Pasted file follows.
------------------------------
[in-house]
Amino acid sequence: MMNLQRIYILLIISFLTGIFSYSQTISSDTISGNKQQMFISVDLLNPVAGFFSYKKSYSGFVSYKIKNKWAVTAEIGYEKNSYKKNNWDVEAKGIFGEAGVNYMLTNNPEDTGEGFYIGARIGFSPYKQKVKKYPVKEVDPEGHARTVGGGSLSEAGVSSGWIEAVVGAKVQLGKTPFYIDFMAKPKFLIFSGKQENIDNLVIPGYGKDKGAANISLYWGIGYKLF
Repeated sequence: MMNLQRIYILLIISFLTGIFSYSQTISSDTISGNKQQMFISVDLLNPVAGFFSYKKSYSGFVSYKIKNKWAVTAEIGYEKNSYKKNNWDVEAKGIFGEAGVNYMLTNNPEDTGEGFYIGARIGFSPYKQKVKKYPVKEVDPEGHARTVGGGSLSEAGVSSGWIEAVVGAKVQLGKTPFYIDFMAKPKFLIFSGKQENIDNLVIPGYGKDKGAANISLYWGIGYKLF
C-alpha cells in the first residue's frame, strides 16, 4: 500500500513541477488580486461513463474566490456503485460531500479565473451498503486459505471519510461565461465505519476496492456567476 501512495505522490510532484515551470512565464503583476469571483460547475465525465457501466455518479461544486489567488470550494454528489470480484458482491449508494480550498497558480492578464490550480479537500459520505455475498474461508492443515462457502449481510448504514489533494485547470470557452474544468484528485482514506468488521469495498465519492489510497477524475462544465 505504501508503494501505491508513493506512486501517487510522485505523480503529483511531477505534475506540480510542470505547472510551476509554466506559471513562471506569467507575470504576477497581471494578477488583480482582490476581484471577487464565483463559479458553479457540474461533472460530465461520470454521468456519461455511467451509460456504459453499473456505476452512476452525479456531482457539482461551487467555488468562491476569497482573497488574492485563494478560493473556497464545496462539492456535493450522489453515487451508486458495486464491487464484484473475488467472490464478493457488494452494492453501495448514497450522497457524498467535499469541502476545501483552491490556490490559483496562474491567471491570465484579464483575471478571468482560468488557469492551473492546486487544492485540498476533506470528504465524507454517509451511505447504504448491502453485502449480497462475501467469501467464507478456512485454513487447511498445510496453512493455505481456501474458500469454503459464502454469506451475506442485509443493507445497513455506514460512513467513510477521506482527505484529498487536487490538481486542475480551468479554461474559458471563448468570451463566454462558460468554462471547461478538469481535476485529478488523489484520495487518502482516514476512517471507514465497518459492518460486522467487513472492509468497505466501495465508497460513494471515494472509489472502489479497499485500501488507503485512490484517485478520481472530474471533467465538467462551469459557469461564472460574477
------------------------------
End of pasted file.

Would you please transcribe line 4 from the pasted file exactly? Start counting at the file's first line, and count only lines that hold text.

C-alpha cells in the first residue's frame, strides 16, 4: 500500500513541477488580486461513463474566490456503485460531500479565473451498503486459505471519510461565461465505519476496492456567476 501512495505522490510532484515551470512565464503583476469571483460547475465525465457501466455518479461544486489567488470550494454528489470480484458482491449508494480550498497558480492578464490550480479537500459520505455475498474461508492443515462457502449481510448504514489533494485547470470557452474544468484528485482514506468488521469495498465519492489510497477524475462544465 505504501508503494501505491508513493506512486501517487510522485505523480503529483511531477505534475506540480510542470505547472510551476509554466506559471513562471506569467507575470504576477497581471494578477488583480482582490476581484471577487464565483463559479458553479457540474461533472460530465461520470454521468456519461455511467451509460456504459453499473456505476452512476452525479456531482457539482461551487467555488468562491476569497482573497488574492485563494478560493473556497464545496462539492456535493450522489453515487451508486458495486464491487464484484473475488467472490464478493457488494452494492453501495448514497450522497457524498467535499469541502476545501483552491490556490490559483496562474491567471491570465484579464483575471478571468482560468488557469492551473492546486487544492485540498476533506470528504465524507454517509451511505447504504448491502453485502449480497462475501467469501467464507478456512485454513487447511498445510496453512493455505481456501474458500469454503459464502454469506451475506442485509443493507445497513455506514460512513467513510477521506482527505484529498487536487490538481486542475480551468479554461474559458471563448468570451463566454462558460468554462471547461478538469481535476485529478488523489484520495487518502482516514476512517471507514465497518459492518460486522467487513472492509468497505466501495465508497460513494471515494472509489472502489479497499485500501488507503485512490484517485478520481472530474471533467465538467462551469459557469461564472460574477